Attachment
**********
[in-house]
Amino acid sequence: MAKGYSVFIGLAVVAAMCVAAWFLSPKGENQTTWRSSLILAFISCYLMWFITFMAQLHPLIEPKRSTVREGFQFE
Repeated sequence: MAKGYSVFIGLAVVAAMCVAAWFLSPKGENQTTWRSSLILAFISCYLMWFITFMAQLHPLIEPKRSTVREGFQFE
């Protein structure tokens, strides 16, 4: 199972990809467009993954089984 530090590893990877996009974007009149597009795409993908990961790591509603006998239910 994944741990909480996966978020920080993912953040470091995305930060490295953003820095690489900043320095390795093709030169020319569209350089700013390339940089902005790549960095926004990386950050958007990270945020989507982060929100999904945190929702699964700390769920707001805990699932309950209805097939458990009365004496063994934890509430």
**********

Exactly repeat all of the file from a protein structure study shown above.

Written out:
[in-house]
Amino acid sequence: MAKGYSVFIGLAVVAAMCVAAWFLSPKGENQTTWRSSLILAFISCYLMWFITFMAQLHPLIEPKRSTVREGFQFE
Repeated sequence: MAKGYSVFIGLAVVAAMCVAAWFLSPKGENQTTWRSSLILAFISCYLMWFITFMAQLHPLIEPKRSTVREGFQFE
């Protein structure tokens, strides 16, 4: 199972990809467009993954089984 530090590893990877996009974007009149597009795409993908990961790591509603006998239910 994944741990909480996966978020920080993912953040470091995305930060490295953003820095690489900043320095390795093709030169020319569209350089700013390339940089902005790549960095926004990386950050958007990270945020989507982060929100999904945190929702699964700390769920707001805990699932309950209805097939458990009365004496063994934890509430």